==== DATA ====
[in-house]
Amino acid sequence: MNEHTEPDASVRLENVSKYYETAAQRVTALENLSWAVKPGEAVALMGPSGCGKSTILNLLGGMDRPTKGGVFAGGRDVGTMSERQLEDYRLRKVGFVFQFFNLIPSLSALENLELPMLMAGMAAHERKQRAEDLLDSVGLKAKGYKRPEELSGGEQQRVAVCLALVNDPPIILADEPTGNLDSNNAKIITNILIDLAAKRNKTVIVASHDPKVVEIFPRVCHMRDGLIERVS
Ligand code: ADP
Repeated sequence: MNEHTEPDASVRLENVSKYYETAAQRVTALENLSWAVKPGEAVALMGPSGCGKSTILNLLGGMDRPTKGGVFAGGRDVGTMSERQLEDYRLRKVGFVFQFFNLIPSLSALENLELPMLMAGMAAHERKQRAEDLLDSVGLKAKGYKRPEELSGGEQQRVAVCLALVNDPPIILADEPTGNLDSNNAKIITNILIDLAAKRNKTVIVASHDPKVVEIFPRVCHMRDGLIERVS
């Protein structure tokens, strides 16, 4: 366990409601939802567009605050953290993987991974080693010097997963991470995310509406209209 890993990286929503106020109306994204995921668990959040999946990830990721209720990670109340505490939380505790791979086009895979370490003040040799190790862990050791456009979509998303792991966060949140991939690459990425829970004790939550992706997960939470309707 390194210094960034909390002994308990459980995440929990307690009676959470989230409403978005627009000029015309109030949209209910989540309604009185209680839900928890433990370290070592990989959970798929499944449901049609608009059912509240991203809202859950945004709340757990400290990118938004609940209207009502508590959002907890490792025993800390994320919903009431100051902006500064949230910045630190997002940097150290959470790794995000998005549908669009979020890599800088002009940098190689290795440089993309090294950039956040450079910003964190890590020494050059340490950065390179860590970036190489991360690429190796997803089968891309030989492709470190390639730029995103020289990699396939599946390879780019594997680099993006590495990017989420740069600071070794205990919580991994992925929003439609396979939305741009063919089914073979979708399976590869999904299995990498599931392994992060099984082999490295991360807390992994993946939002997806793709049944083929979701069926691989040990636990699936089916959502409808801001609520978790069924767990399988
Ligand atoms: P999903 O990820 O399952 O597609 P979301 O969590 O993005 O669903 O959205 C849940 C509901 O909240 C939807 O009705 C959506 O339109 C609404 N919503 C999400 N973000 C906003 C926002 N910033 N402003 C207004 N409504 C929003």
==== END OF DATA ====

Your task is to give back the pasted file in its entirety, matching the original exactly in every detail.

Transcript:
[in-house]
Amino acid sequence: MNEHTEPDASVRLENVSKYYETAAQRVTALENLSWAVKPGEAVALMGPSGCGKSTILNLLGGMDRPTKGGVFAGGRDVGTMSERQLEDYRLRKVGFVFQFFNLIPSLSALENLELPMLMAGMAAHERKQRAEDLLDSVGLKAKGYKRPEELSGGEQQRVAVCLALVNDPPIILADEPTGNLDSNNAKIITNILIDLAAKRNKTVIVASHDPKVVEIFPRVCHMRDGLIERVS
Ligand code: ADP
Repeated sequence: MNEHTEPDASVRLENVSKYYETAAQRVTALENLSWAVKPGEAVALMGPSGCGKSTILNLLGGMDRPTKGGVFAGGRDVGTMSERQLEDYRLRKVGFVFQFFNLIPSLSALENLELPMLMAGMAAHERKQRAEDLLDSVGLKAKGYKRPEELSGGEQQRVAVCLALVNDPPIILADEPTGNLDSNNAKIITNILIDLAAKRNKTVIVASHDPKVVEIFPRVCHMRDGLIERVS
């Protein structure tokens, strides 16, 4: 366990409601939802567009605050953290993987991974080693010097997963991470995310509406209209 890993990286929503106020109306994204995921668990959040999946990830990721209720990670109340505490939380505790791979086009895979370490003040040799190790862990050791456009979509998303792991966060949140991939690459990425829970004790939550992706997960939470309707 390194210094960034909390002994308990459980995440929990307690009676959470989230409403978005627009000029015309109030949209209910989540309604009185209680839900928890433990370290070592990989959970798929499944449901049609608009059912509240991203809202859950945004709340757990400290990118938004609940209207009502508590959002907890490792025993800390994320919903009431100051902006500064949230910045630190997002940097150290959470790794995000998005549908669009979020890599800088002009940098190689290795440089993309090294950039956040450079910003964190890590020494050059340490950065390179860590970036190489991360690429190796997803089968891309030989492709470190390639730029995103020289990699396939599946390879780019594997680099993006590495990017989420740069600071070794205990919580991994992925929003439609396979939305741009063919089914073979979708399976590869999904299995990498599931392994992060099984082999490295991360807390992994993946939002997806793709049944083929979701069926691989040990636990699936089916959502409808801001609520978790069924767990399988
Ligand atoms: P999903 O990820 O399952 O597609 P979301 O969590 O993005 O669903 O959205 C849940 C509901 O909240 C939807 O009705 C959506 O339109 C609404 N919503 C999400 N973000 C906003 C926002 N910033 N402003 C207004 N409504 C929003």